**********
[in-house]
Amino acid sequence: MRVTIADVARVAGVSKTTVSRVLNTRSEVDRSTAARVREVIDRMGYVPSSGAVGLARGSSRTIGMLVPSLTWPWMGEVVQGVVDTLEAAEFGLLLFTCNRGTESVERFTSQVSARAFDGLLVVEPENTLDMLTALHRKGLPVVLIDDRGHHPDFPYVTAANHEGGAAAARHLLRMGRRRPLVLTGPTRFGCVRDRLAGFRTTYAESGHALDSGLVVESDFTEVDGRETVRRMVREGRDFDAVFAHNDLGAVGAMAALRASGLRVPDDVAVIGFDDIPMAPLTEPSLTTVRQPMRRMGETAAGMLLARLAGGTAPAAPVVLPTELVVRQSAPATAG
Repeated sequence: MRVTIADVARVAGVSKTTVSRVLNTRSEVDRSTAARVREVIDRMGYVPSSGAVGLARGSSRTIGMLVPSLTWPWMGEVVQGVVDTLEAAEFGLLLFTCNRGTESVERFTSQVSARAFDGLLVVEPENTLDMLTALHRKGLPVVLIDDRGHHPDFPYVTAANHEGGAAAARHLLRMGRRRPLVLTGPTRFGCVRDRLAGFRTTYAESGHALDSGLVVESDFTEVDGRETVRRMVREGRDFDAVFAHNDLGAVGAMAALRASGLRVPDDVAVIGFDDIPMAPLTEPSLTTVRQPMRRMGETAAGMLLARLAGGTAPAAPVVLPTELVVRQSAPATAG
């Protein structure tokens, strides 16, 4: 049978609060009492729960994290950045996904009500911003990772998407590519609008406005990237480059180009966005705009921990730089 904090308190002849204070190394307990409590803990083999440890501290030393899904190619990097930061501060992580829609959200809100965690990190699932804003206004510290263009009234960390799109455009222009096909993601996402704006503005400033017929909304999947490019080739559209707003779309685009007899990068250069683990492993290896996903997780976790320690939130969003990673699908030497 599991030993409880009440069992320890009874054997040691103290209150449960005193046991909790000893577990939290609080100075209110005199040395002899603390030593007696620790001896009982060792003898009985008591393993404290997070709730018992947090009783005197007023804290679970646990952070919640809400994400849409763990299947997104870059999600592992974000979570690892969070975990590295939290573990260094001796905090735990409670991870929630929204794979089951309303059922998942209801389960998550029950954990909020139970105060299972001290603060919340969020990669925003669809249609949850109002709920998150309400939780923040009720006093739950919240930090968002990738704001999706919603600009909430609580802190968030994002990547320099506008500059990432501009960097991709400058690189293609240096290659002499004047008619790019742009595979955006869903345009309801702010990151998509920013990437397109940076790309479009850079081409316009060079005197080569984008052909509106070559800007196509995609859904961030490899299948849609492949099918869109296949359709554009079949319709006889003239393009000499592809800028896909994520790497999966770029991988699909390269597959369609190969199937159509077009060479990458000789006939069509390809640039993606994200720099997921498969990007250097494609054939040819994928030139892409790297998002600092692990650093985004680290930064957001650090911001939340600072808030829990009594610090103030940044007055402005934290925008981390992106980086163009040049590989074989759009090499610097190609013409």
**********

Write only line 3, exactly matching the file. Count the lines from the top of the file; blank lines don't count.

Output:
Repeated sequence: MRVTIADVARVAGVSKTTVSRVLNTRSEVDRSTAARVREVIDRMGYVPSSGAVGLARGSSRTIGMLVPSLTWPWMGEVVQGVVDTLEAAEFGLLLFTCNRGTESVERFTSQVSARAFDGLLVVEPENTLDMLTALHRKGLPVVLIDDRGHHPDFPYVTAANHEGGAAAARHLLRMGRRRPLVLTGPTRFGCVRDRLAGFRTTYAESGHALDSGLVVESDFTEVDGRETVRRMVREGRDFDAVFAHNDLGAVGAMAALRASGLRVPDDVAVIGFDDIPMAPLTEPSLTTVRQPMRRMGETAAGMLLARLAGGTAPAAPVVLPTELVVRQSAPATAG